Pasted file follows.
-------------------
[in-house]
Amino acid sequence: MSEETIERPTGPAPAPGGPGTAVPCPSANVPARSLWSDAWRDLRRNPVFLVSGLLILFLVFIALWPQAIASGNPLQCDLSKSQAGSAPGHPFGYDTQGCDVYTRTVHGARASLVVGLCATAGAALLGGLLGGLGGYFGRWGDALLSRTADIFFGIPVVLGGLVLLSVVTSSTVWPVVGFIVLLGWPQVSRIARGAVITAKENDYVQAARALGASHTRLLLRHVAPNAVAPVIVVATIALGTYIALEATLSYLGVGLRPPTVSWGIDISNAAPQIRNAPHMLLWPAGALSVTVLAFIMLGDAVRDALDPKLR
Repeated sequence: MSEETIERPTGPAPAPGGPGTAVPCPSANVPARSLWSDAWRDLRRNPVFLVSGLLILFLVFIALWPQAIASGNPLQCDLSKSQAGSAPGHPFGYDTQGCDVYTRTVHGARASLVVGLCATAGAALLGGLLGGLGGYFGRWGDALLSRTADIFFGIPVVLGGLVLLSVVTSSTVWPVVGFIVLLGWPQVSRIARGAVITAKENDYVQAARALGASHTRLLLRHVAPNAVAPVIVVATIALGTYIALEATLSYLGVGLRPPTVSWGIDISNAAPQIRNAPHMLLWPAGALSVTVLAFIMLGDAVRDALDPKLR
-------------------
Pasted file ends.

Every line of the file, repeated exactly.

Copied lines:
[in-house]
Amino acid sequence: MSEETIERPTGPAPAPGGPGTAVPCPSANVPARSLWSDAWRDLRRNPVFLVSGLLILFLVFIALWPQAIASGNPLQCDLSKSQAGSAPGHPFGYDTQGCDVYTRTVHGARASLVVGLCATAGAALLGGLLGGLGGYFGRWGDALLSRTADIFFGIPVVLGGLVLLSVVTSSTVWPVVGFIVLLGWPQVSRIARGAVITAKENDYVQAARALGASHTRLLLRHVAPNAVAPVIVVATIALGTYIALEATLSYLGVGLRPPTVSWGIDISNAAPQIRNAPHMLLWPAGALSVTVLAFIMLGDAVRDALDPKLR
Repeated sequence: MSEETIERPTGPAPAPGGPGTAVPCPSANVPARSLWSDAWRDLRRNPVFLVSGLLILFLVFIALWPQAIASGNPLQCDLSKSQAGSAPGHPFGYDTQGCDVYTRTVHGARASLVVGLCATAGAALLGGLLGGLGGYFGRWGDALLSRTADIFFGIPVVLGGLVLLSVVTSSTVWPVVGFIVLLGWPQVSRIARGAVITAKENDYVQAARALGASHTRLLLRHVAPNAVAPVIVVATIALGTYIALEATLSYLGVGLRPPTVSWGIDISNAAPQIRNAPHMLLWPAGALSVTVLAFIMLGDAVRDALDPKLR